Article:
Quick Cook Pasta

Why did it take so long for me to find a way to quickly and easily cook pasta?
I saw a segment on The Kitchen for making Lasagna Rollups where they laid lasagna noodles on a cookie sheet and poured boiling water over them and let them sit while they made the sauce. This made them pliable so they could put their cheese and spinach and stuff on them then roll them up, put them in a dish and cover with sauce. So the other day we took a trip to Galveston to kill time while the RV was being worked on. On our way back we stopped in Seabrook and got some shrimp, scallops and a slab of salmon. Froze everything except enough shrimp to make shrimp scampi. In an RV, your kitchen and living room are right there together. It’s not like you can escape to the living room to cool off in this Texas heat. If the kitchen is hot, the living room is hot. So I decided to surf the net and find out if there was a quicker way to make pasta without having to boil a big pot of water and heat up the kitchen. In my quest, I found two methods to accomplish that.

The method I tried takes a little prepping but then you only have to cook the spaghetti in boiling water for 60 seconds to have perfect al dente pasta. You basically put the spaghetti (or any pasta) in a Ziplock baggie and fill with cold water for 1-1/2 hours. Like I said, it take prepping but what the heck. I had plenty of time so I tried it. The cool thing about doing it this was is that you can see the starch from the pasta seeping into the water as it sits which keeps the pasta from sticking to each other. No more clumpy noodles and no oil required to keep them from sticking to each other and the starch water can still be used to thicken sauces if you want. Then you boil water, either on the stove or in the micro wave and once it’s boiling you put the spaghetti in the boiling water and cook for 60 seconds or so until they are al dente. For my microwave, I just added the pasta to the bowl and put it back into the microwave to cook for another minute or two. Apparently some of the restaurants do this so when someone orders pasta they cook it to order, one batch at a time. And it works on any type of pasta – spaghetti, macaroni, bow ties, alfredo noodles, etc. And even though you boil the noodles for 60 seconds, rather than using a pot of boiling water, I tried boiling a bowl of water in the microwave and that saved time and didn’t heat up the kitchen.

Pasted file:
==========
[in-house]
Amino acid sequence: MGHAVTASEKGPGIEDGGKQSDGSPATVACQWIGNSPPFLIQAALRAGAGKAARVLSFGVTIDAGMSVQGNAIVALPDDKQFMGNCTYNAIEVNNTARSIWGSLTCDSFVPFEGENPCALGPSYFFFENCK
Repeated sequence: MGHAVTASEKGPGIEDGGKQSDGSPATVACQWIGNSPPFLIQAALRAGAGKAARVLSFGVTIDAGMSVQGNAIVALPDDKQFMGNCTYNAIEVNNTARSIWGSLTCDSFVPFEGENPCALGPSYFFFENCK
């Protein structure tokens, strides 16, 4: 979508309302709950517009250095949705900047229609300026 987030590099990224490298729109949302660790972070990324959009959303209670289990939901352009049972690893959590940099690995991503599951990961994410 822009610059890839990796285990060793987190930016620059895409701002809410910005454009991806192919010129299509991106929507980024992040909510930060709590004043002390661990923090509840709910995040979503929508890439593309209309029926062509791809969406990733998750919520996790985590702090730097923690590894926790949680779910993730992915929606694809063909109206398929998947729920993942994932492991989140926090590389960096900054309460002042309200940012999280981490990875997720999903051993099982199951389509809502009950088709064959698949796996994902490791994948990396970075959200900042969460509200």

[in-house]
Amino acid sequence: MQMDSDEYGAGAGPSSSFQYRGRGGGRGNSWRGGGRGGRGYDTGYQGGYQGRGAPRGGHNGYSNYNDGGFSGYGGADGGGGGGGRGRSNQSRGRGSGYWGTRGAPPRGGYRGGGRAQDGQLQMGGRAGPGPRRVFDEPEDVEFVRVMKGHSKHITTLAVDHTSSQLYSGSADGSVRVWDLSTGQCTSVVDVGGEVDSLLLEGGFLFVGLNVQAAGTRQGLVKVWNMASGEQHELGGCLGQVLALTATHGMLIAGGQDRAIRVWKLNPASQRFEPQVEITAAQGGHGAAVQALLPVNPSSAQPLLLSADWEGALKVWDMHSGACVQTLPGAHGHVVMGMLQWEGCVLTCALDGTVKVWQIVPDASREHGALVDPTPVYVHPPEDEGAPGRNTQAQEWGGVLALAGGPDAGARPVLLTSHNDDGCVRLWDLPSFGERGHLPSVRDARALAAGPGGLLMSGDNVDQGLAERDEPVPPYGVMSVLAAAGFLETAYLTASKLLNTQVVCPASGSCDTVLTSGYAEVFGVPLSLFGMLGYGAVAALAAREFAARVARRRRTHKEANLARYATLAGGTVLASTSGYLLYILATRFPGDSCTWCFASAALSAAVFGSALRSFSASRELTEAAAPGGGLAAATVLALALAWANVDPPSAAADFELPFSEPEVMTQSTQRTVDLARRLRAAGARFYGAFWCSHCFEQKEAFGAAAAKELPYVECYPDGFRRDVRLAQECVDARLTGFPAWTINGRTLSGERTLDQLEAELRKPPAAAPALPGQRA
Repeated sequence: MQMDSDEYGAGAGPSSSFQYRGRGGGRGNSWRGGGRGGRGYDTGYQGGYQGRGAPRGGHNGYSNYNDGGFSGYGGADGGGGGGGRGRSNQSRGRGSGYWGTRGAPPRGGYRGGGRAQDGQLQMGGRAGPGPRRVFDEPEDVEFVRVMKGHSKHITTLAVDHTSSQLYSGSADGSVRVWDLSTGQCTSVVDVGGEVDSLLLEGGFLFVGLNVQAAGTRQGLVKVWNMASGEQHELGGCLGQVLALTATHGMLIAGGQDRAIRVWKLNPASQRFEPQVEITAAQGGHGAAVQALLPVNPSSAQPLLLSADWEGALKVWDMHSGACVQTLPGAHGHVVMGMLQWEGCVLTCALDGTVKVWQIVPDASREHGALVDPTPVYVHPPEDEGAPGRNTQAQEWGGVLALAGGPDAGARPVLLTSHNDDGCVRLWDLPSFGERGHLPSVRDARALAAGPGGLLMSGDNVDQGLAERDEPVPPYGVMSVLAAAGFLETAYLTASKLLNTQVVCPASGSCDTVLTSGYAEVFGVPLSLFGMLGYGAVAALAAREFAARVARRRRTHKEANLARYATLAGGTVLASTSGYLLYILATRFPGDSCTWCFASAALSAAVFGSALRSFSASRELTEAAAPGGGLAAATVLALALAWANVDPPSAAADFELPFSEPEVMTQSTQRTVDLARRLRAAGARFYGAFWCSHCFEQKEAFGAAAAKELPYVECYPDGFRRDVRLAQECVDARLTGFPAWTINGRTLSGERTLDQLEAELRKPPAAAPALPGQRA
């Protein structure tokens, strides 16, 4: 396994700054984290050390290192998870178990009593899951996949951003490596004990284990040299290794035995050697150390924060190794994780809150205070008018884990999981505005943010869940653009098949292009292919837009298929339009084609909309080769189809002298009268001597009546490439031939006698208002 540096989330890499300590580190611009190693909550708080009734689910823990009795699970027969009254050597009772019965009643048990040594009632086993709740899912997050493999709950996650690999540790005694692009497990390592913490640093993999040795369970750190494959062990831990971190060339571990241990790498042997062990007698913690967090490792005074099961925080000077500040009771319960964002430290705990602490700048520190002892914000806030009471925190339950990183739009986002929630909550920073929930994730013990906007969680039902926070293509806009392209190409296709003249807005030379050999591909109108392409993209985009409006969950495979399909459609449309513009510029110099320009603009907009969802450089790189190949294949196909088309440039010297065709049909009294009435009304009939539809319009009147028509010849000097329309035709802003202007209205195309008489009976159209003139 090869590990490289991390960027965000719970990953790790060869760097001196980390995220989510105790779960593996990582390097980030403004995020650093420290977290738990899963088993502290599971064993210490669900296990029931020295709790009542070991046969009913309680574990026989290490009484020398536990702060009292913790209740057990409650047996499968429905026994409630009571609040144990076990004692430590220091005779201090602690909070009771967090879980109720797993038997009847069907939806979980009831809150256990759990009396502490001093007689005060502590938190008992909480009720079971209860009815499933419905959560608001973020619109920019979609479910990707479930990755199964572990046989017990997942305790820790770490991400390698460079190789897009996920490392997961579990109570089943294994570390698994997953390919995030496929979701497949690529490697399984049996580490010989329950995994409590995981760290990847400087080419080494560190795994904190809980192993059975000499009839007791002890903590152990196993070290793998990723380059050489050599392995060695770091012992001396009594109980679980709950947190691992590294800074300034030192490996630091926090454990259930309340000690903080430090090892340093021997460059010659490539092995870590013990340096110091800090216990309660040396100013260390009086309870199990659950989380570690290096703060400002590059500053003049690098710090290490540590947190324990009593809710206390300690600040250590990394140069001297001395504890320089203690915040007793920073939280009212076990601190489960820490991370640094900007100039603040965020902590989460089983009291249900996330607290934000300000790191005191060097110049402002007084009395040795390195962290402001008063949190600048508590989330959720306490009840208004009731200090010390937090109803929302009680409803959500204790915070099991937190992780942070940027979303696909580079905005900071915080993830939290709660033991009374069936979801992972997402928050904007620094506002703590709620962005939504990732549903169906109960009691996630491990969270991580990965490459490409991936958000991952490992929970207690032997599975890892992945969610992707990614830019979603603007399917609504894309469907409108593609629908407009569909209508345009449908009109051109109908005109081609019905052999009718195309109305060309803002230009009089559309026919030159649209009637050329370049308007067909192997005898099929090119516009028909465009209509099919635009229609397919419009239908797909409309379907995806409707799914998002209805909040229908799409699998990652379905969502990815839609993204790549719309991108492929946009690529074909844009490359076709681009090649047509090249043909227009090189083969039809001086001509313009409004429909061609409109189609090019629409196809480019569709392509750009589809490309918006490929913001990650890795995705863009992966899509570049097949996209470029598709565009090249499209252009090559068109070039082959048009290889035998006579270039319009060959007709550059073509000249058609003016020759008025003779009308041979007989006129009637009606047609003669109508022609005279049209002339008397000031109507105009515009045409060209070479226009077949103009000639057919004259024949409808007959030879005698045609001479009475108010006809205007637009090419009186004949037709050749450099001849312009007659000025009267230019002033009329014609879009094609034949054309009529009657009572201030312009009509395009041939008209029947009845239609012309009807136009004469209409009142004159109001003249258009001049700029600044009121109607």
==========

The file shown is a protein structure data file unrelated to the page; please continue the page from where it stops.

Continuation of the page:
With the other method you still have to cook in boiling water but you don’t have to wait for a big pot of water to boil then wait for your pasta to cook which is an average of about 20 minutes at least. Instead you put the pasta in cold water in a frying pan and boil it. Less water boils faster and the noodles start getting soft before the water even starts to boil.

When time is not a factor, the soaking method will be my go to method of cooking pasta from now on. Perfect every time and we thought it actually tasted better.

See below for details on both ways.

60 Second Pasta

The best way to cook al dente pasta in 60 seconds.
Prep Time1 hour 30 minutes
Active Time1 minute
Course: Main Course
Cuisine: American, Italian, Mediterranean
Keyword: linguine, macaroni, pasta, spaghetti


  • Cooking pasta is about heat and hydration. We asked ourselves what would happen if we separated the two processes. Soaking the pasta was slightly counter-intuitive. What if it got to soft? What if it all stuck together? We decided that the only thing to do was try it and see what happened.
  • After an hour and a half in a bag with cold water the soaked linguine pasta became pliable, while remaining a bit stiff. The drained noodles held their shape and since the starch had not been activated, they did not stick to one another and could be held without the addition of oil.
    Cold soaked pasta
  • Once we added the noodles to boiling, salted water we had perfectly cooked al dente pasta in just 60 seconds.
    Cooked Pasta


And even though you boil the noodles for 60 seconds, rather than using a pot of boiling water, I tried boiling a bowl of water in the microwave and that saved time and didn’t heat up the kitchen.

Faster Pasta

When I’m short on time and need to squeeze in a meal, I typically make pasta. But recently, I’ve noticed that cooking pasta actually takes longer than I thought. I discovered this new way to cook pasta that cuts down on boiling time. Now, I can make and eat pasta in the time it normally takes me to cook it. The conventional way to make pasta is to cook it in a sauce pan, but the fastest way to cook pasta is to use a frying pan. I did both and timed it to prove this works.
Active Time15 minutes


Sauce Pan

  • It took 9 minutes and 15 seconds to boil a pot of water in a sauce pan. Once the water boiled, I added salt and pasta. The pasta took an additional 10 minutes and 33 seconds.
    Pan boiled
  • Total time: 19 minutes and 48 seconds

Frying Pan

  • Boiling water in a frying pan took a short 5 minutes and 24 seconds. I was honestly amazed at how quickly the water boiled. As with the other pot, I added salt and pasta. The pasta cooked a bit faster at 9 minutes and 28 seconds.
    Fry pan boiling
  • Total time: 14 minutes and 52 seconds


There you have it: The faster way to cook pasta is by using a frying pan, instead of a sauce pan, since water boils much faster in a frying pan.
Save yourself five minutes the next time you’re in a pinch.

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